Starting to smoke in childhood is much more dangerous than starting later | University of Oxford

Starting to smoke in childhood is much more dangerous than starting later

21 May 2020

  • Starting to smoke in childhood doubles the risk of premature death
  • The greatest risk is for those who start smoking before age 15, or even before age 10
  • Quitting smoking before 40 (preferably well before 40) avoids more than 90% of the risk

Smoking causes about 100,000 deaths a week worldwide, which is even more than COVID is now causing. Most smokers start before age 20, and in countries such as Cuba or the US where tobacco is grown many start in childhood (before age 15) and some even start before 10. Prospective studies in Cuban and US adults now show that starting smoking in childhood is particularly dangerous.

Starting to smoke in childhood doubles the risk of premature death, according to a new study published today in The Lancet Global Health. The greatest risk is for those who start smoking before the age of 10. However, stopping before age 40 substantially reduces the excess risk of death. 

UK and US researchers from the Nuffield Department of Population Health (NDPH) at Oxford University, together with Cuban researchers from the National Institute of Cardiology in Havana, led a prospective study of smoking and mortality that included 120,000 men and women age 30-70 in five Cuban provinces. Participants were asked whether they smoked and how old they had been when they started smoking. They were then followed for an average of 17 years to compare their risks of premature death (before age 70).

This Cuban study found that those who had started to smoke before age 15 had twice the risk of premature death of those who had never smoked, with even greater risks among those who had started to smoke before age 10. Although it was expected that smoking from such young ages would carry considerable health risks, the magnitude of these risks were not known.

One-third of the current smokers had begun smoking regularly before age 15, and 4% had begun smoking regularly before age 10. Among those who began smoking before age 15, approximately half would eventually be killed by their habit. However, quitting smoking before about age 40 (preferably well before 40) avoids more than 90% of the excess risk of death, as in the UK and other populations.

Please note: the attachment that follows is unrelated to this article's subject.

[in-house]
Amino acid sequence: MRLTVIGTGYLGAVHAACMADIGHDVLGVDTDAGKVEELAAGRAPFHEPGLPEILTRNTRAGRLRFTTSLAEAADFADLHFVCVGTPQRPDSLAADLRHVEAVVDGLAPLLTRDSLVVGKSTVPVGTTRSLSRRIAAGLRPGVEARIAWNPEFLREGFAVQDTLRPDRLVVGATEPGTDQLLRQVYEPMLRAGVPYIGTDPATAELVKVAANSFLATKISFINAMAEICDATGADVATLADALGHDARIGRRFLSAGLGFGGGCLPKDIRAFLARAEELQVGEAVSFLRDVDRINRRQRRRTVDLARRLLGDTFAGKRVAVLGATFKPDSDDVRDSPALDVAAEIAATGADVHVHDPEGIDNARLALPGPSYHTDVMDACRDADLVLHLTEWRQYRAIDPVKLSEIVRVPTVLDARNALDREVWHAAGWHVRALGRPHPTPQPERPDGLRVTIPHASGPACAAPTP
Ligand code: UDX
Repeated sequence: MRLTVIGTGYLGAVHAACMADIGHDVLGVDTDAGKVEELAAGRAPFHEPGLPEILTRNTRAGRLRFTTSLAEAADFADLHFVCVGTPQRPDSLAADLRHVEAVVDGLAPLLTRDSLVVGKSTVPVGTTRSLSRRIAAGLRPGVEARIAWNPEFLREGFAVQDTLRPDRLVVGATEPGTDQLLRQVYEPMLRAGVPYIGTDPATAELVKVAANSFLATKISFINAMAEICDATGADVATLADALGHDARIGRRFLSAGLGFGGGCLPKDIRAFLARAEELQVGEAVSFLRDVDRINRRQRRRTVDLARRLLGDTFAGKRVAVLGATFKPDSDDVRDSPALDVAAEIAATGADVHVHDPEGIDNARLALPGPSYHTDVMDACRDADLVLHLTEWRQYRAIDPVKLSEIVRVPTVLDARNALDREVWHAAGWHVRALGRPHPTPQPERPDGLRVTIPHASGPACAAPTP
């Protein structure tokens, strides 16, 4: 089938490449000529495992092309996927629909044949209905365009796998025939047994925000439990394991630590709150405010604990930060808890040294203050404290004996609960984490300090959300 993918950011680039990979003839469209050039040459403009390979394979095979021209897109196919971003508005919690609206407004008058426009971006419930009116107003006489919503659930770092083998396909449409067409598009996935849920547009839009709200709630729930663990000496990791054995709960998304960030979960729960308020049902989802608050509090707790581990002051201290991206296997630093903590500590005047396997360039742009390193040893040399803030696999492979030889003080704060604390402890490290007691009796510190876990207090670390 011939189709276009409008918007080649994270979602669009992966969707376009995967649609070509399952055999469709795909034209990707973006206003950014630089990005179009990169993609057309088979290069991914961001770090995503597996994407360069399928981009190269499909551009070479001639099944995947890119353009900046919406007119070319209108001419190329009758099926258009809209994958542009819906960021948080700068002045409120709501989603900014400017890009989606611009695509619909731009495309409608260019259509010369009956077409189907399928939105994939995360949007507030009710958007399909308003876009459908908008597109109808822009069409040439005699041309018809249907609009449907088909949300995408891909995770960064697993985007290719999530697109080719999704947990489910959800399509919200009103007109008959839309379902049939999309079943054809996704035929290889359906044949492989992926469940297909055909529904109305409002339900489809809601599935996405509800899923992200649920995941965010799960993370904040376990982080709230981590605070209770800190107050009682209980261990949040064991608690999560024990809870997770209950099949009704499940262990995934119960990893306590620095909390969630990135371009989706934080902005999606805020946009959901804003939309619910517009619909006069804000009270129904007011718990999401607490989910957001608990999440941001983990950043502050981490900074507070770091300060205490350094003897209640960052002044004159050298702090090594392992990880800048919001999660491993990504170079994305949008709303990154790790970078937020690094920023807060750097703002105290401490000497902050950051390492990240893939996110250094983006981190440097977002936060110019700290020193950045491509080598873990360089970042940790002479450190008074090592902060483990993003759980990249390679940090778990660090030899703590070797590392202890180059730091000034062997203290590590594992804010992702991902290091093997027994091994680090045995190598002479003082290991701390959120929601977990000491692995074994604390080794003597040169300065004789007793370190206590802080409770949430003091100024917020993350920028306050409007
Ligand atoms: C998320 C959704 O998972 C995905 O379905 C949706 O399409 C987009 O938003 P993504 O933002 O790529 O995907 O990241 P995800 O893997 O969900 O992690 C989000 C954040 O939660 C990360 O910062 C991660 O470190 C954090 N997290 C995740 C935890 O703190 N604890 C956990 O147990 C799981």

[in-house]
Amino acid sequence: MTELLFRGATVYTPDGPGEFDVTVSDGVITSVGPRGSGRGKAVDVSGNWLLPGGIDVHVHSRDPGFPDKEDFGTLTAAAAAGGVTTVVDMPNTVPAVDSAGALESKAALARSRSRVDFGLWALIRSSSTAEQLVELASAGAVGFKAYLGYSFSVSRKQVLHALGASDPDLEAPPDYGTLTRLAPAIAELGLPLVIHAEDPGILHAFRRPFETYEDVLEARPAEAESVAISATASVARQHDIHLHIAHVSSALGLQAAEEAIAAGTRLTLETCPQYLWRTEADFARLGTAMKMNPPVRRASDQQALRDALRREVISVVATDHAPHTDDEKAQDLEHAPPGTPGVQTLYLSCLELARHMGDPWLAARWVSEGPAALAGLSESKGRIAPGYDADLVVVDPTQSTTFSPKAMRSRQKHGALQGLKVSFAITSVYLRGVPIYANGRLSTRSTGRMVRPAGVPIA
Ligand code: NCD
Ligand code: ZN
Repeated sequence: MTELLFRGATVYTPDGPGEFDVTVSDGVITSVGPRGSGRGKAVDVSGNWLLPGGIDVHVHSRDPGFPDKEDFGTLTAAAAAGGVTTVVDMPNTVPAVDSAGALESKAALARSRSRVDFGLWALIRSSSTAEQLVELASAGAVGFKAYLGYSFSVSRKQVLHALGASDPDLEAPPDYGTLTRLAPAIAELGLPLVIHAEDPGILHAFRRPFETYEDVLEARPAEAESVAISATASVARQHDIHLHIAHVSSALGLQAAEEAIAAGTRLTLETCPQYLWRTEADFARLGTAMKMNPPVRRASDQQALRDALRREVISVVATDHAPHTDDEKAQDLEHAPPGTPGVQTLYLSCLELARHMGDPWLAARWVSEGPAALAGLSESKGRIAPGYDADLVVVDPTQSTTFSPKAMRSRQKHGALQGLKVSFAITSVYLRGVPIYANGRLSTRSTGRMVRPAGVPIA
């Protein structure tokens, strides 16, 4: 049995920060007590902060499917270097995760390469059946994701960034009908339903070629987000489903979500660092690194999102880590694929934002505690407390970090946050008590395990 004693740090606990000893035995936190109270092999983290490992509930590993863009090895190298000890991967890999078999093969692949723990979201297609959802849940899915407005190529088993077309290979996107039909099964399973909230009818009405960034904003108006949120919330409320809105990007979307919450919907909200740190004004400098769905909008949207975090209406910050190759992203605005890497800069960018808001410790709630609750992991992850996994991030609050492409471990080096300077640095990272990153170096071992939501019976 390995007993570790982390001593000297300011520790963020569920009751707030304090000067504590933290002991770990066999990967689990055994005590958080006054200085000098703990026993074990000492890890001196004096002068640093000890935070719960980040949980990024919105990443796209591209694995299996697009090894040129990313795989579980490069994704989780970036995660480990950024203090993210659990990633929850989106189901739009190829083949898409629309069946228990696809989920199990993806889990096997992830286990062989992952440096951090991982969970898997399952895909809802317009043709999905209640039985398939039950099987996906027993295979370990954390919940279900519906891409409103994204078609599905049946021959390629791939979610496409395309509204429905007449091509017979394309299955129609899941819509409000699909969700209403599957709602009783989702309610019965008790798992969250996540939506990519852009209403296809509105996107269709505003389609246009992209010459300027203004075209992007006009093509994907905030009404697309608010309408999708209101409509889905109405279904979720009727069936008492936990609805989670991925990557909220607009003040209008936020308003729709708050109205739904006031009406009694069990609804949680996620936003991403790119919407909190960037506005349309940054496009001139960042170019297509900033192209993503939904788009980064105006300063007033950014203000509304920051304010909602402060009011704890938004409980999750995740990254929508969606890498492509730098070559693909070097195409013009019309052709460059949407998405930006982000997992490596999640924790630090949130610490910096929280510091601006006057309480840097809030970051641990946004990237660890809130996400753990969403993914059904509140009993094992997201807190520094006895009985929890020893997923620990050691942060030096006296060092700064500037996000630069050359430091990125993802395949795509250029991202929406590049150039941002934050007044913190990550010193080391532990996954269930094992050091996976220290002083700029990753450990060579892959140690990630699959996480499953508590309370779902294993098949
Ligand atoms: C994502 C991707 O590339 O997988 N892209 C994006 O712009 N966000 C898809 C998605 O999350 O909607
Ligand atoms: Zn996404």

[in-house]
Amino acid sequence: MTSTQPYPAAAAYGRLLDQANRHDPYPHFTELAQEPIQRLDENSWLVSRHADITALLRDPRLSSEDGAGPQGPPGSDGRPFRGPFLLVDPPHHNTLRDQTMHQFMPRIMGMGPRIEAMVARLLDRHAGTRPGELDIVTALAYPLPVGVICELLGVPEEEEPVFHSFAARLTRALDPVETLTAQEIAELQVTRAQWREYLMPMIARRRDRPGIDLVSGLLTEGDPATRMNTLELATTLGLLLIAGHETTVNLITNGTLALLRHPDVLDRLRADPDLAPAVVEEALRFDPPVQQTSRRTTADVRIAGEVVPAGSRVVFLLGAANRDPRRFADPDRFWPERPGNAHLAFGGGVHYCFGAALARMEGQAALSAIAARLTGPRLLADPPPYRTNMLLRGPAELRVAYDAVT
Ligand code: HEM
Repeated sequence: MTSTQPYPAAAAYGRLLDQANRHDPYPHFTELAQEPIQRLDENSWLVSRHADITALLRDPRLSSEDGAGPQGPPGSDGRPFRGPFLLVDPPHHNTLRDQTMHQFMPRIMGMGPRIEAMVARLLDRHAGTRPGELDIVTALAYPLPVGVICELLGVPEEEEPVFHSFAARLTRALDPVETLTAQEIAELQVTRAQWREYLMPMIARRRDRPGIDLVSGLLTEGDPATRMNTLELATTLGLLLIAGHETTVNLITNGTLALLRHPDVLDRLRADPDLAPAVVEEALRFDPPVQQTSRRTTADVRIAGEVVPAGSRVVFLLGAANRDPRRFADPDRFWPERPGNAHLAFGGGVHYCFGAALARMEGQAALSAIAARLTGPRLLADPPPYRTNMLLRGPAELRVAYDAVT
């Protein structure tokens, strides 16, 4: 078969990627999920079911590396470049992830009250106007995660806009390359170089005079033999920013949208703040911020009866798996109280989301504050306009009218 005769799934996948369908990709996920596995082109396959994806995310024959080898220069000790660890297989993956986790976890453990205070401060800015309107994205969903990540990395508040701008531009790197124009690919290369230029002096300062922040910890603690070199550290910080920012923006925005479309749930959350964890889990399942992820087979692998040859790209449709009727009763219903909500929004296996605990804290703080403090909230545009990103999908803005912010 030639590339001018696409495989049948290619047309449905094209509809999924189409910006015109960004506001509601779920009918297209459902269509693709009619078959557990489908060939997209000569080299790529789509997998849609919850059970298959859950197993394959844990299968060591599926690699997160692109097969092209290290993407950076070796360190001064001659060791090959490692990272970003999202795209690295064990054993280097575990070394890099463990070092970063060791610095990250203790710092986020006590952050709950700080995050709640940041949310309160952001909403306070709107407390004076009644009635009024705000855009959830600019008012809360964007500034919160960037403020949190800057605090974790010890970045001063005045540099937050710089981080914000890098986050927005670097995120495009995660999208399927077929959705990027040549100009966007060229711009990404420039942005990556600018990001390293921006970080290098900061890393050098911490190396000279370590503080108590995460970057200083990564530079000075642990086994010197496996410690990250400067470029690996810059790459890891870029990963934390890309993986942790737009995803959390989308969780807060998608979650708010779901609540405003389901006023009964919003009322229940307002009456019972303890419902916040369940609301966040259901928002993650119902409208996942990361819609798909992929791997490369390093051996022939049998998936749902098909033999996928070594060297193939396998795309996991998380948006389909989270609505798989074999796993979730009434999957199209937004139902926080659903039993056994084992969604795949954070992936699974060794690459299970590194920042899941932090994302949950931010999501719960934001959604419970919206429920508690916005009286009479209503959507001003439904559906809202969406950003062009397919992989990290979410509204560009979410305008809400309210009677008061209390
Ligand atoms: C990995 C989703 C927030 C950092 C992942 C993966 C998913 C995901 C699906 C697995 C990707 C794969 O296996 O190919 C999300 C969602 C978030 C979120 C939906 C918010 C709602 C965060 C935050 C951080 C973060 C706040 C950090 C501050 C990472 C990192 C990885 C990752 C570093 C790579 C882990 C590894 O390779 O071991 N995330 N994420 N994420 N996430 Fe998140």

To validate these findings, the researchers also examined the association between childhood smoking uptake and adult mortality in a prospective study of 300,000 adults in the United States, yielding similar results. They conclude that the 5 million daily smokers in the United States who began smoking before age 15, of whom 0.5 million began before age 10, are at particularly high risk of premature death if they do not quit.

Senior author Sarah Lewington, Professor of Epidemiology at the Nuffield Department of Population Health, University of Oxford, said, ‘Starting to smoke before 15 is common in many populations. Millions who began smoking in childhood will die prematurely from tobacco, unless they stop.’

Dr Blake Thomson, a US academic visitor who conducted the analyses, added, ‘Even among smokers who started in childhood, the sooner they quit the lower their risk of premature death. Smokers who quit before age 40 (preferably well before 40) avoid more than 90% of the risk.’

Co-author Sir Richard Peto said, ‘Worldwide, about 100 million smokers started before the age of 15 and more than half will be killed by tobacco unless they stop. Alfredo Duenas (1940-2020), Director of the National Cardiology Institute in Havana, got this large prospective study going more than 20 years ago despite the limited resources in Cuba and helped lead it for the rest of his life, hoping its findings would help people everywhere to avoid premature death and disability from continuing to smoke.’

For a copy of the paper or interviews, please contact:

Notes to editors:

The paper will be available at the following link post-embargo: http://www.thelancet.com/journals/langlo/article/PIIS2214-109X(20)30221-7/fulltext

Funding: UK Medical Research Council, Cancer Research UK, British Heart Foundation, and US CDC Foundation.

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About the Nuffield Department of Population Health (NDPH)
The Nuffield Department of Population Health (NDPH) is a world-leading research institute, based at the University of Oxford that investigates the causes and prevention of disease. NDPH has over 750 staff, students and academic visitors working in a number of world-renowned population health research groups, including the Clinical Trial Service Unit and Epidemiological Studies Unit (CTSU), and the MRC Population Health Research Unit (MRC PHRU), and other groups working on cancer epidemiology, perinatal epidemiology, public health, health economics, ethics and health record linkage. It is also a key partner in the Oxford University Big Data Institute. For further information, please visit ndph.ox.ac.uk

About the Cuban National Institute of Cardiology and Cardiovascular Surgery
Founded in 1966, this Institute is a referral centre dedicated to research, assistance of doctors throughout Cuba, and postgraduate training of specialists. Generations of cardiologists and cardiovascular surgeons have been trained and graduated at the Institute. It promotes scientific research and technological innovation in the field of cardiology and cardiovascular surgery to address the health problems of the population, and trains the scientific and professional personnel who will provide tertiary care and advise the wider national health system.